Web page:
The portal of language and culture
From preserving a forbidden language to entering and getting immersed in a new culture, the kitchen is more than just a place to prepare food
For years I've been telling people that Konkani, the language of my Goan ancestors, valiantly survived potential decimation by Portuguese colonisers. Besides the Inquisition in Goa (1560-1820), during which thousands of Goans fled south, in 1684, Konkani, the native language, was effectively banned in written and spoken forms.
"All available manuscripts were destroyed. It was a crippling blow to the language, which only began to limp back after Portugal experienced a landmark liberal revolution and loosened its grip on Goans via its new Constitution in 1822," writes journalist, Vivek Menezes in an article examining the current 'threatened' state of Konkani. He proudly enumerates how the language began thriving again when the ban was presumably lifted with Eduardo Jose Bruno de Souza launching the first Konkani periodical in 1889 and then publishing the first Konkani novel the next year. His is an extensive piece, but it does not even broach the subject of how a language that was banned from use for at least two centuries managed to evade extinction.
For years, I've been telling people that in Goa, Konkani remained alive and in forbidden circulation because it was spoken discreetly as a kitchen language. How I arrived at this theory, I'm no longer sure. I cannot offer a citation without re-researching the subject. But is it really such an outrageous hypothesis?
To cast it aside as an unconvincing proposition is to continue to advocate a sexist inclination in how we imagine histories as masculinist enterprises. To not even consider a theory like this is to continue to avoid acknowledging the expansive, unwritten accounts of women's labour within the sphere of the domestic and the subversive linguistic possibility embedded in lullabies, stories, gossip and other systems of archiving and accrual specific to female subjectivity.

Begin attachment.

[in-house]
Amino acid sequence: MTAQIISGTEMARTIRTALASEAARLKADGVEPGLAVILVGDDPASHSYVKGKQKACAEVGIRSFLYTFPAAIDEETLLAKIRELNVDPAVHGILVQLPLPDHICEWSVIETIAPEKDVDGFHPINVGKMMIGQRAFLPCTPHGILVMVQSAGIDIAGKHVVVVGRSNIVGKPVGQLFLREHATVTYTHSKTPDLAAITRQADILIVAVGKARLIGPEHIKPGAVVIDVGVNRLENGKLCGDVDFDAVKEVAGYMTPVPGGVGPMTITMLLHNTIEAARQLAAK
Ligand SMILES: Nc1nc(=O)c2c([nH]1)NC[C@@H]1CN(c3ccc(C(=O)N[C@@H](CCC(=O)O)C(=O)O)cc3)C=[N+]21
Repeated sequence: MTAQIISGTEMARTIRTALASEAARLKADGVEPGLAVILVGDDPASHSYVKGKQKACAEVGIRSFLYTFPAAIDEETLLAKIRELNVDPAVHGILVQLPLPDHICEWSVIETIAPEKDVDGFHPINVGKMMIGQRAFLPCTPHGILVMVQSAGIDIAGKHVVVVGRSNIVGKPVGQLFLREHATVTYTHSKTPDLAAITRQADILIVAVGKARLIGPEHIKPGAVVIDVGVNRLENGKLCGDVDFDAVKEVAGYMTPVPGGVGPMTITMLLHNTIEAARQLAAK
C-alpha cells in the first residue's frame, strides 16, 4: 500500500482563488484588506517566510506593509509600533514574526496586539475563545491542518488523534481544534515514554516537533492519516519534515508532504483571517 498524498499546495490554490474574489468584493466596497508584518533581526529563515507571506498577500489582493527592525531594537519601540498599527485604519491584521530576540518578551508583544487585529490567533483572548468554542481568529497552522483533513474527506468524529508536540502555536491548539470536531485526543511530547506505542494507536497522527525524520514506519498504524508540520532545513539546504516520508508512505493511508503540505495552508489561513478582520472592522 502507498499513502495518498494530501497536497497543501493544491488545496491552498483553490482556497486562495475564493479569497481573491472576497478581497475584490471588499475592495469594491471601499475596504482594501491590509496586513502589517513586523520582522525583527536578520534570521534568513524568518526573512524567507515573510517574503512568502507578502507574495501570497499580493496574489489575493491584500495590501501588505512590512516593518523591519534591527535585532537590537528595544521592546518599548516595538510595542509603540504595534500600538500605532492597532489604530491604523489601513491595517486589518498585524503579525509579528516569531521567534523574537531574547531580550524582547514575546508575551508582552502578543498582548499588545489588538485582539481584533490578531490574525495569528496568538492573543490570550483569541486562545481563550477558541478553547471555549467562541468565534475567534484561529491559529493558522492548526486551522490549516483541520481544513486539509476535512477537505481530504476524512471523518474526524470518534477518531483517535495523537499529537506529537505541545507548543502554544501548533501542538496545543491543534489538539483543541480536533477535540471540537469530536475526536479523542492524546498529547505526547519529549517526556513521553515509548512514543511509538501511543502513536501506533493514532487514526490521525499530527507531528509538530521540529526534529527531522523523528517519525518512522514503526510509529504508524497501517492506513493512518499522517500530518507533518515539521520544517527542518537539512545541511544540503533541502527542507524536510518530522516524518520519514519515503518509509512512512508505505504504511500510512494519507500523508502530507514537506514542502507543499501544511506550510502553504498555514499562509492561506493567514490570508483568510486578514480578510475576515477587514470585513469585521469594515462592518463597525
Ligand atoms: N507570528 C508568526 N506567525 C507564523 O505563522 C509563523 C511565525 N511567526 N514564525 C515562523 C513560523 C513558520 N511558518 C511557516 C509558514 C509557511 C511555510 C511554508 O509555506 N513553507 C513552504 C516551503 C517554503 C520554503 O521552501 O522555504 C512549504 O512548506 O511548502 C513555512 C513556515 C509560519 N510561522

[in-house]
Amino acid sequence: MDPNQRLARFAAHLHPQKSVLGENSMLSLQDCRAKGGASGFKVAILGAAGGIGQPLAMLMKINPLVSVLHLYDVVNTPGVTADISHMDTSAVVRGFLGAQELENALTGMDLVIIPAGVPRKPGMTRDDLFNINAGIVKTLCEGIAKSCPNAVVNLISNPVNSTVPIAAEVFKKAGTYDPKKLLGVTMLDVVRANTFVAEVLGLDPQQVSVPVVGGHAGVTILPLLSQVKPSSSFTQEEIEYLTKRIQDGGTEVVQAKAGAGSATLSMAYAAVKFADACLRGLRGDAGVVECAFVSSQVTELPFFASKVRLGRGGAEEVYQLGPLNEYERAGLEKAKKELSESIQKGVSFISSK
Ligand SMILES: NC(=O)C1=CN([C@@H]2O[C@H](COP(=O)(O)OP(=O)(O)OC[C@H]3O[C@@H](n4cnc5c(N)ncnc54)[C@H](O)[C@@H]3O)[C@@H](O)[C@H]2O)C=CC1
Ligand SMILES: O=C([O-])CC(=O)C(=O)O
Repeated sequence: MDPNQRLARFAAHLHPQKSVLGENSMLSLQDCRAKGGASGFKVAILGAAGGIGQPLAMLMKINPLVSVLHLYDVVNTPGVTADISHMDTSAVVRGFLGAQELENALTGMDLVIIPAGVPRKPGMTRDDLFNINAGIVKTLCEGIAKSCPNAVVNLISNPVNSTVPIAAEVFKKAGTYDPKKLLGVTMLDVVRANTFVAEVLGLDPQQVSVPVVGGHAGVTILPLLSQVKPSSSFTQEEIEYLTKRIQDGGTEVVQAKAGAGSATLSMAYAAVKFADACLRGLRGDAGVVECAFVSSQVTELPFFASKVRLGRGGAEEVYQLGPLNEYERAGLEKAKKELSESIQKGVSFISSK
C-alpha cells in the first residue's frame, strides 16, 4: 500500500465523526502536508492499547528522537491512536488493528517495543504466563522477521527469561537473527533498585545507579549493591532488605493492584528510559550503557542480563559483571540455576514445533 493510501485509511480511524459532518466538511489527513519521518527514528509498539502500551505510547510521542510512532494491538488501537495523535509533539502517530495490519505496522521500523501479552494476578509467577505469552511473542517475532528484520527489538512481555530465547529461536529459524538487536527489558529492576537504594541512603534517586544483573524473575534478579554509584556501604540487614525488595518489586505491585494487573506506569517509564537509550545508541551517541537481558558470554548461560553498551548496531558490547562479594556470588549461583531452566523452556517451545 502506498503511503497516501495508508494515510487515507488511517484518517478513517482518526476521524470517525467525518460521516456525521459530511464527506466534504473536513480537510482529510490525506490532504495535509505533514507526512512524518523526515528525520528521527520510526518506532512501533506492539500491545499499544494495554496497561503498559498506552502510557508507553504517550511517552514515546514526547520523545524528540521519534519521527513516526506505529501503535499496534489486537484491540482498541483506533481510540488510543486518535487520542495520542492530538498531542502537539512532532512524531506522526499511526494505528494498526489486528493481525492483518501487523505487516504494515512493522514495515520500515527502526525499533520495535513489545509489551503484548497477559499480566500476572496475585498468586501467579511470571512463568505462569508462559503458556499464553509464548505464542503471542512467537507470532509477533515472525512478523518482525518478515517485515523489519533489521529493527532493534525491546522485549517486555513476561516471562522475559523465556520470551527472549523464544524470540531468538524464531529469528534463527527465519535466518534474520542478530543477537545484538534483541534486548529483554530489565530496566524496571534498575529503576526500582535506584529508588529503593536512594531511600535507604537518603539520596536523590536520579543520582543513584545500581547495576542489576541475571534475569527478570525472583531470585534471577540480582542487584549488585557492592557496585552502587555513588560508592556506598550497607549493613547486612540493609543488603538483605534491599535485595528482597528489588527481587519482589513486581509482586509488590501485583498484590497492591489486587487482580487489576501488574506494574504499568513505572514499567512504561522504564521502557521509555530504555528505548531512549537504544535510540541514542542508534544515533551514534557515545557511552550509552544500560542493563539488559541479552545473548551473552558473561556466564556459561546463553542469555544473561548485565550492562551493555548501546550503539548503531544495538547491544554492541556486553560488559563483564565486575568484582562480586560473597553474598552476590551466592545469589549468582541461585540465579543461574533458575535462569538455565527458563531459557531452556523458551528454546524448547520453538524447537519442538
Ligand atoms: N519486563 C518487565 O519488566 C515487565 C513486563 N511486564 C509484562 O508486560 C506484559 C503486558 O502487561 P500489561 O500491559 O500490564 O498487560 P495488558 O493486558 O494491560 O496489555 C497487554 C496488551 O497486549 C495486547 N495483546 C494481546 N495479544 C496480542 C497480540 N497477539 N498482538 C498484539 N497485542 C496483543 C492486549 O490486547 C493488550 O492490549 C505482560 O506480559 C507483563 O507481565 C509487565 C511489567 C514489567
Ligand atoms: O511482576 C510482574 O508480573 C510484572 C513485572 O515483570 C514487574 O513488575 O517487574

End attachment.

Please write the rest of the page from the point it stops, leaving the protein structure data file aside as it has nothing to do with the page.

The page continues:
My mother, who migrated to Mumbai, then Bombay, some years after the Indian army ousted the Portuguese in 1961, claiming the territory as part of the Indian Republic, made the conscious decision to speak to her children in English, which she picked up while living in the country's commercial capital, as she did Hindi and Marathi. She wanted us to learn what she felt was the language of opportunity. This means none of her four children can speak Konkani fluently. And yet, when we're together, we all speak English using the semantic structure of Konkani. It's our special pidgin language.
Each time I question my mother about her decision she tells me I'm free to learn Konkani any time I choose. "Just go live in Goa for long enough," she tells me, "you'll learn, it's easy." Funnily enough, the easiest route I've unearthed to entering Konkani is through the kitchen. Once again, it seems, I've found this to be the magical portal. Except, this time, the language I've been attempting to enter is German, spoken in Südtirol to which my spouse belongs.